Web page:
For some businesses, it's enough to have a sharp looking page/profile with regular posts. Regular can be as infrequently as once a month, but regular posting sends the message you're operating a business in a professional manner. This type of page/profile serves as an online business card and you want it to be there should anyone come looking.

Don't think that if you don't have a page on a certain social channel people will just look for you somewhere else. Newsflash, people are lazy and easily distracted. If you aren't there, then within seconds, they will forget who they were looking for and perhaps why. Very few of them will search any further and pretty much all of them will be shown ads from companies that will sell them what they want, making them forget they were looking for you in the first place.

However, most people, who take the time to create a business page/profile, expect to get something more out of it. They start wondering why they aren't getting any attention and the short answer is they aren't paying for it. Money is not the only thing that will get you some attention, but it is the quickest.

Back to Reach

There are two kinds of reach: Organic reach and Paid Reach. Organic reach you earn on your own. With every social media account I manage, one of the first things I want is their reach. With your personal pages, it's easy. The people within your reach are called friends/followers/connections and the social channel is fairly assertive in their efforts to get you to grow your circle. (However, there are still a whole lot of people who manage to ignore all invitations.)

Organic reach on your business page/profile is a little more challenging. With Facebook, you can invite all your personal friends to like your business page and if you have other people who play a role on your page, they can invite their friends, too, but after that you have to get pretty creative to find others to join your organic reach. Tagging people in posts and pictures and following their business pages are some of the tools you can use to grow your reach, but it's slow going. Other channels have other methods for growing your tribe, but growth never happens by itself. You have to invest time, effort and perhaps some money to have a following on social media.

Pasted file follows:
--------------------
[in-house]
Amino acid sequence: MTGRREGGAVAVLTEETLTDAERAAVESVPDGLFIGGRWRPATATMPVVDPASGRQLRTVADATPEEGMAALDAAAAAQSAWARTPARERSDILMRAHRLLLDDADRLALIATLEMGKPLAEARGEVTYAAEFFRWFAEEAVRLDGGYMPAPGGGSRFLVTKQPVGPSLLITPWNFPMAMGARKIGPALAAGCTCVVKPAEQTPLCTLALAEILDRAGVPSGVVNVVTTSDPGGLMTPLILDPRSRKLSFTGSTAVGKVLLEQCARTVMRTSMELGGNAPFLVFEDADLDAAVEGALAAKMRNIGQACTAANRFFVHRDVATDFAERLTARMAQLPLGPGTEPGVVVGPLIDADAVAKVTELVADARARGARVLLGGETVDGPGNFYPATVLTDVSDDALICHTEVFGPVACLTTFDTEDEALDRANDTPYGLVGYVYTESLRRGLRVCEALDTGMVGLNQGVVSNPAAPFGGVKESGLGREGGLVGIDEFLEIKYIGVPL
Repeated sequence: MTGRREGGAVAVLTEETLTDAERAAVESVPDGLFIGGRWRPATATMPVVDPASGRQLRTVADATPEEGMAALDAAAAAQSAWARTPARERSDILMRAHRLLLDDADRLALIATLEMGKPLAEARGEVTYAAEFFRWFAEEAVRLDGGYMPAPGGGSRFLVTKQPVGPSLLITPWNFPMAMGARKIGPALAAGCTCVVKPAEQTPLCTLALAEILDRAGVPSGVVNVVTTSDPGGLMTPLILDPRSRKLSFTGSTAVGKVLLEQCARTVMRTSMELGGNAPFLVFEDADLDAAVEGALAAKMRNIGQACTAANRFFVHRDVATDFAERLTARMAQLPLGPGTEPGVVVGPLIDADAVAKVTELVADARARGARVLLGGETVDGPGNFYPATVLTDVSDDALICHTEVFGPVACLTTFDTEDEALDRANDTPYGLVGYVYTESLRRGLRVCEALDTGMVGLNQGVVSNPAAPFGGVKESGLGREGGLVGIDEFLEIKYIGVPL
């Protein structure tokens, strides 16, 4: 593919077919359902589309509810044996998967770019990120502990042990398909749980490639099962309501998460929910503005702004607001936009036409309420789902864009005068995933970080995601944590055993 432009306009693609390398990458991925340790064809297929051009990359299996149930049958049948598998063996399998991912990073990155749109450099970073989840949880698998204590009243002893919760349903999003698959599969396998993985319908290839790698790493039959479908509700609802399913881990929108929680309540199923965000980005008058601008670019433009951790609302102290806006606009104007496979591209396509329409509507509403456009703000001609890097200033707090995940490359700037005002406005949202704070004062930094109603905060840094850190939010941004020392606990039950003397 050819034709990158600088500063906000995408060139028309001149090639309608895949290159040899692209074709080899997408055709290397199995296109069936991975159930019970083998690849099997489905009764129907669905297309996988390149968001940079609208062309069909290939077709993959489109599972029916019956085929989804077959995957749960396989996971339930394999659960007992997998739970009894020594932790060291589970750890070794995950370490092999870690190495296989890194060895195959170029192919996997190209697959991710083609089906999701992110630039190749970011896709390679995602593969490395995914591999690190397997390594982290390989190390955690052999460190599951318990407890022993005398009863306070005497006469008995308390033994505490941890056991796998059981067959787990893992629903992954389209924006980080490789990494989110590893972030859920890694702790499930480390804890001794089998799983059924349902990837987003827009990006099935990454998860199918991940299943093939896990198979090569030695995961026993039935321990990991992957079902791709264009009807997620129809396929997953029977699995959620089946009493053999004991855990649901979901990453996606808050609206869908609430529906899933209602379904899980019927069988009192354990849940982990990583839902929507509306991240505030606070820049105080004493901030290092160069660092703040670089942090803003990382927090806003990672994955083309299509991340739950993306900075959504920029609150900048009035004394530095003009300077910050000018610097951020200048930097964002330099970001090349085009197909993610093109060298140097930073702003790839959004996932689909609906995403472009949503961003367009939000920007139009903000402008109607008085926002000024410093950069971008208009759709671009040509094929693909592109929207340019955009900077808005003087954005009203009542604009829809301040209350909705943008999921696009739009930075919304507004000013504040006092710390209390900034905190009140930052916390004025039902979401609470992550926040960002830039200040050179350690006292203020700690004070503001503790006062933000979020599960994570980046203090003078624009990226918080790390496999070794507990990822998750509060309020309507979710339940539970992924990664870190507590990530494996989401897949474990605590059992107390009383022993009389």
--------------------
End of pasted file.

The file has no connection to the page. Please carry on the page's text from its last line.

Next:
Paid Reach is what you get with boosting, promotions, events and ads. You get to define the area you want to target and the people you'd like to reach, but you still have to wait for the social channel to do what they will at their own pace and even more important, how far your ad will go still depends on your organic reach and on those algorithms. The good news is that promotions on social media are pretty cheap. For just a few dollars, you can reach hundreds of people. The real trick is getting a click from them when you do reach them and a one-time ad isn't worth it. You have to have a plan.

I guess I still haven't answered the original question - to boost or not to boost - but I hope I've helped you understand why it might be something for you to consider. If you need some help with social media - from setting up a business profile to creating an ad campaign, I'd love to hear from you. Just call me at 972-971-5263.